California’s “Skittles bill” could kick off broader actions against food additives

By Shannon Kelleher

After years of US debate over widely used food additives, California is poised to become the first state in the nation to ban additives found in popular candies and other processed foods.

Assembly Bill 418, which was passed by the California Assembly in May, targets red dye No. 3, titanium dioxide, brominated vegetable oil, potassium bromate, and propyl paraben – additives linked to health problems including cancer and hormone disruption. If successful, the bill would ban these ingredients, which are used in Skittles, Hot Tamales, and Sour Patch Kids, by 2025. The California Senate Committee on Health is expected to vote Wednesday on whether to move the bill forward.

Critics say the additives have not been meaningfully reviewed by the Food and Drug Administration (FDA) in decades despite scientific updates on their health risks, and that an FDA loophole has allowed thousands of chemicals to enter the US food system without proper safety reviews. They hope the California bill will help kick off broader nationwide efforts to reevaluate harmful food additives and ban those that jeopardize Americans’ health.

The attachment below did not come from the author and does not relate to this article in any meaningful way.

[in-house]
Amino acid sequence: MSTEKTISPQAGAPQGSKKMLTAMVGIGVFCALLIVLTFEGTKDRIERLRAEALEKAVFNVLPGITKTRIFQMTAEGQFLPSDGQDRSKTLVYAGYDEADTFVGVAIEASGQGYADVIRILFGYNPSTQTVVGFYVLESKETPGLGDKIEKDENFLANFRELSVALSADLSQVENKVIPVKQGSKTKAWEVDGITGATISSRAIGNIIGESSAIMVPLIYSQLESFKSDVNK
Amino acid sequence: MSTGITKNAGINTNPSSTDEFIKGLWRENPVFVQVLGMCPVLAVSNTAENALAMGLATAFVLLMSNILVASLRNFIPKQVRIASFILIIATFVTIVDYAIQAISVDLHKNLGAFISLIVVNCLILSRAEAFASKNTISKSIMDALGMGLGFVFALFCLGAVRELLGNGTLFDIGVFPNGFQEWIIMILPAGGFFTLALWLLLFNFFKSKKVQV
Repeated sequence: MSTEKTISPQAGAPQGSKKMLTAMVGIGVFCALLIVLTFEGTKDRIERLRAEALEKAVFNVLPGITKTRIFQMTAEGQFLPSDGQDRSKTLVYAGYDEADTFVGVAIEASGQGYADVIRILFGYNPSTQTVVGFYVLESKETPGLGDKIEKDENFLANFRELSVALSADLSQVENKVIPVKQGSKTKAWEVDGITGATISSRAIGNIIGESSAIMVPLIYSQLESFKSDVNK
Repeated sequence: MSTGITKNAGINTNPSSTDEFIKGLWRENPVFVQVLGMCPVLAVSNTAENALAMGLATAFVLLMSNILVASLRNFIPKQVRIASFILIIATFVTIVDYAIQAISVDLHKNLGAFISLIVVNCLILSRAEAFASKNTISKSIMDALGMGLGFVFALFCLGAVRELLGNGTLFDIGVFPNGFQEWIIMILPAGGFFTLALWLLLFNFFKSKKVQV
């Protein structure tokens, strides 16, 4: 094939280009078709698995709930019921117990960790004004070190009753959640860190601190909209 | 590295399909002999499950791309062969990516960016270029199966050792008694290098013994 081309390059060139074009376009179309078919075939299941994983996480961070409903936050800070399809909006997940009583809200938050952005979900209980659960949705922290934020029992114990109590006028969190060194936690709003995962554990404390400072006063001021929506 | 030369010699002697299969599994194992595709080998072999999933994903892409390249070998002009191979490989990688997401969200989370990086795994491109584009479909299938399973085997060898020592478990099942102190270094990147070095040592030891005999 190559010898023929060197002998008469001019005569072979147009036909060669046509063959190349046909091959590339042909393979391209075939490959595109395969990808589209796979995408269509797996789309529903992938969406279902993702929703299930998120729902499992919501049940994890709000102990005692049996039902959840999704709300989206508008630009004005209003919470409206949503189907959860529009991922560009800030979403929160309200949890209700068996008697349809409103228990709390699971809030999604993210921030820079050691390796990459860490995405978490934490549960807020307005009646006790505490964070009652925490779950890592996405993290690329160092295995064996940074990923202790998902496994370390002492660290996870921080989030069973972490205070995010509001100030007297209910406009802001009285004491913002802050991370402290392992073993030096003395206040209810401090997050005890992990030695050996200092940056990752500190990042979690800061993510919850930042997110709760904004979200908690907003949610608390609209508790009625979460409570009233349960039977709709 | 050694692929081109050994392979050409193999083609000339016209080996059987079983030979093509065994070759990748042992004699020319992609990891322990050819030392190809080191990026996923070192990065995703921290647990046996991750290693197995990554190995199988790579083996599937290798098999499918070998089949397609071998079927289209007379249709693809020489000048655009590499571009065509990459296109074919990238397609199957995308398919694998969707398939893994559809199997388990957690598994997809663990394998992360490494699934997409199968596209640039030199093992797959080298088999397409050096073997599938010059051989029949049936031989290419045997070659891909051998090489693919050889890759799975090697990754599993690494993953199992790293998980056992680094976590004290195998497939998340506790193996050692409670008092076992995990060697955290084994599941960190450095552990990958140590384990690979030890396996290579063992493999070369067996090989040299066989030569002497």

New York lawmakers  proposed a similar bill  in March, and earlier this month, Illinois Congresswoman Jan Schakowsky reintroduced the Food Chemical Reassessment Act, which targets food additive reforms at the federal level. The bill seeks to create an Office of Food Safety Assessment within the FDA that would reevaluate chemicals that slipped into Americans’ favorite snacks without proper or recent review by the agency.

“I think [the California bill] demonstrates that FDA is not doing its job,” said Brian Ronholm, Director of Food Policy at Consumer Reports, which is co-sponsoring the bill with the Environmental Working Group (EWG). “They don’t have the ability to go back and re-review some of these additives that have been approved in the past, so therefore they haven’t looked at these in many years.”